THE CITY REBORN FROM THE ASHES OF AMERICA'S MOST DISASTROUS FOREST FIRE
Tales from the old-timer
Sears Roebuck House
From Jeffrey Bratko
Your Tales from the Old-Timer column of February 20 in the Peshtigo Times was pointed out to one of my relatives who clipped the story and sent it to my mother. It was a story about a Sears Roebuck house in Niagara. The picture and story was very interesting to members of my family because the home shown in the picture was the home of my grandparents for many years. Our family involvement with the home in your story began in the mid 1930s when my grandparents, Gus and Emma Tutas, purchased the home to house their growing family. They raised seven children in the house and four of those children are still alive.
My mother grew up in the house pictured in your story. Gus died in the late 1950s or about 1960 but Emma remained in the house until the mid 1990s. Eventually, Emma ended up spending the last couple years of her life in Maryhill Manor in Niagara, Wisconsin. The house was turned over to the State and a series of renters occupied it from time to time. One of the renters may have been a distant relative of Gus Tutas but I dont recall the details. I stopped by to look at the house a couple of years ago but it was empty with a for sale sign on the lawn.
From the 1950s through the early 1990s I visited the house in the article at least once or twice a year. As a child, it was the highlight of summer to travel with my family on the long drive from Chicago to Niagara to stay at grandmas house. I always slept in a bedroom on the second floor. The house remained essentially unchanged inside and outside for many decades.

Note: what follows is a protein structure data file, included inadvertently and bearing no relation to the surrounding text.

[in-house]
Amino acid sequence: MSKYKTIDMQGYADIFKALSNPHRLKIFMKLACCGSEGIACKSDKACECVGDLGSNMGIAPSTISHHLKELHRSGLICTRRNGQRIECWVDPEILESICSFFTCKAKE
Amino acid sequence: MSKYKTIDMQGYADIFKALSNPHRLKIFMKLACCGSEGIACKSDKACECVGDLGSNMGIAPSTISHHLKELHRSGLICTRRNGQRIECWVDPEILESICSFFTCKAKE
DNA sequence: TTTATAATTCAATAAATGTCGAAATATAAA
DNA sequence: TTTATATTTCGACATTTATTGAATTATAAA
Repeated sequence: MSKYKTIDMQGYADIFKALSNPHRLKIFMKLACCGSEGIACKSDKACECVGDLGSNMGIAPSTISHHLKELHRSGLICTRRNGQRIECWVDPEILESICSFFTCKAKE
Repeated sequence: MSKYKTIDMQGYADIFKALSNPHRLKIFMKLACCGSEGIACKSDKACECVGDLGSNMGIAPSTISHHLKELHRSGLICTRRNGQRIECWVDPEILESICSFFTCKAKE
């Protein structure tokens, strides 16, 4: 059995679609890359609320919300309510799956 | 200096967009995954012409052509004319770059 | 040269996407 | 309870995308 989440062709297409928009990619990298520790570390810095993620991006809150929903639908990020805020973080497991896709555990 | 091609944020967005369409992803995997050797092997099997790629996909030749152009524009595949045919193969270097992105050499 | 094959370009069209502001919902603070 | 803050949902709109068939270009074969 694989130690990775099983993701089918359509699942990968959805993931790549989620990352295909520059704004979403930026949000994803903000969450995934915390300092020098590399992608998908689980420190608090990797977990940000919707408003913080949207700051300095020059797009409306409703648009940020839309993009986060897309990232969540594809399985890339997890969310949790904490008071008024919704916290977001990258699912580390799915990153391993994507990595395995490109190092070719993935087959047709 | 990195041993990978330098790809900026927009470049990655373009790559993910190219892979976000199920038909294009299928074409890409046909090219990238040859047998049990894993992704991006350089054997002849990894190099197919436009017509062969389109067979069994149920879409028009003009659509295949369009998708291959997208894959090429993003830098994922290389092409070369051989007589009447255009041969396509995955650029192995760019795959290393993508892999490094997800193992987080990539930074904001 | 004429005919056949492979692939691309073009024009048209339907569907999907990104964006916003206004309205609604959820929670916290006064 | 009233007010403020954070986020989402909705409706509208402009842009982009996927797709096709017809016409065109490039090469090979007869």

At one point, perhaps in the 1980s, a vehicle crashed into the front porch (if my recollection is correct) and the porch had to be rebuilt. For many years my grandmother had a porch swing on the front porch and it was always a highlight of our visits to swing on the porch swing with grandma.
Behind the house in the picture in your newspaper you can see some large pines. I was always told that my grandfather or uncles planted those pines. It also looks like there is an apple tree remaining just to the left of the pines but that may be on the property next door. My grandfather had planted a number of apple trees on the property years ago and only a couple of barely living apple trees remained by the time my grandmother died in the late 1990s. Seeing that picture reminded me of the great apple pies she made with the apples from those trees.
My relatives did not have many answers when, as a child, I asked about the origins of the house. Someone seemed to recall it had been built by a prior owner who did the work himself but no one ever mentioned it was a Sears house built from a kit. I doubt they knew that fact. It was a wonderful house in many respects. At one time highway 141 was modest two lane road and a ditch separated the house from the road. However, eventually the highway was widened and the truck traffic became heavy and would shake the house quite often. Still, the house showed little ill effect from years of being shaken by semis and logging trucks.
I am not sure how much time that house has left. Some of the homes that were nearby years ago have been demolished. People these days do not want to live on the edge of a highway. The Sears home of the 1920s was cozy but people today prefer a more spacious home. I always thought it would be a good candidate to be moved back on the property to the back of the lot which is quite deep. There is a beautiful view from the hill behind the house.
Thanks again for filling in the early history of the house for our family and for reviving some great memories of that house and the people who lived inside it for many years.